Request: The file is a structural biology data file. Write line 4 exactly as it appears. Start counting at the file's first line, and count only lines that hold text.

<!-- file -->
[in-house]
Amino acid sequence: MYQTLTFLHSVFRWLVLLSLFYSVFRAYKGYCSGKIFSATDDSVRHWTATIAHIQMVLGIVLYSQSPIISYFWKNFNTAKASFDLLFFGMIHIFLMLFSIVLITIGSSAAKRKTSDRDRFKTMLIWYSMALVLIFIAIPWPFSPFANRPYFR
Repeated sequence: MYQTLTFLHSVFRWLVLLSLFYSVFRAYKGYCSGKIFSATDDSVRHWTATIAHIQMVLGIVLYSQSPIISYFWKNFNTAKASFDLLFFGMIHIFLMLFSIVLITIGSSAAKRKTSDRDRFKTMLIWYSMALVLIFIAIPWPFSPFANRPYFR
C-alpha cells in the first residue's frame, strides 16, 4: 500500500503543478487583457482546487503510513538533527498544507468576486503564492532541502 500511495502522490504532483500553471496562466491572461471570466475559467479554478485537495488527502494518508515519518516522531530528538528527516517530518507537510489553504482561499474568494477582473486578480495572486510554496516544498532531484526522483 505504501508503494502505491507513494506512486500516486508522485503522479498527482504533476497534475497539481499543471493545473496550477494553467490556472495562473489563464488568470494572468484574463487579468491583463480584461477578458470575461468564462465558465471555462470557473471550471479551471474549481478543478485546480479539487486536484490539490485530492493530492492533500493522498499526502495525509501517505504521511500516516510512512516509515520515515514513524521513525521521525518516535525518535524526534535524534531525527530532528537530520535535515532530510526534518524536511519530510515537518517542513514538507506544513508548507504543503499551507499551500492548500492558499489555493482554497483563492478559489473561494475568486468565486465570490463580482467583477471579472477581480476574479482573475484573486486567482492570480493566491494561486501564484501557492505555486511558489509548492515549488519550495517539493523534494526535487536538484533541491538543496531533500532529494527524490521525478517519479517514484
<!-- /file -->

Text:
C-alpha cells in the first residue's frame, strides 16, 4: 500500500503543478487583457482546487503510513538533527498544507468576486503564492532541502 500511495502522490504532483500553471496562466491572461471570466475559467479554478485537495488527502494518508515519518516522531530528538528527516517530518507537510489553504482561499474568494477582473486578480495572486510554496516544498532531484526522483 505504501508503494502505491507513494506512486500516486508522485503522479498527482504533476497534475497539481499543471493545473496550477494553467490556472495562473489563464488568470494572468484574463487579468491583463480584461477578458470575461468564462465558465471555462470557473471550471479551471474549481478543478485546480479539487486536484490539490485530492493530492492533500493522498499526502495525509501517505504521511500516516510512512516509515520515515514513524521513525521521525518516535525518535524526534535524534531525527530532528537530520535535515532530510526534518524536511519530510515537518517542513514538507506544513508548507504543503499551507499551500492548500492558499489555493482554497483563492478559489473561494475568486468565486465570490463580482467583477471579472477581480476574479482573475484573486486567482492570480493566491494561486501564484501557492505555486511558489509548492515549488519550495517539493523534494526535487536538484533541491538543496531533500532529494527524490521525478517519479517514484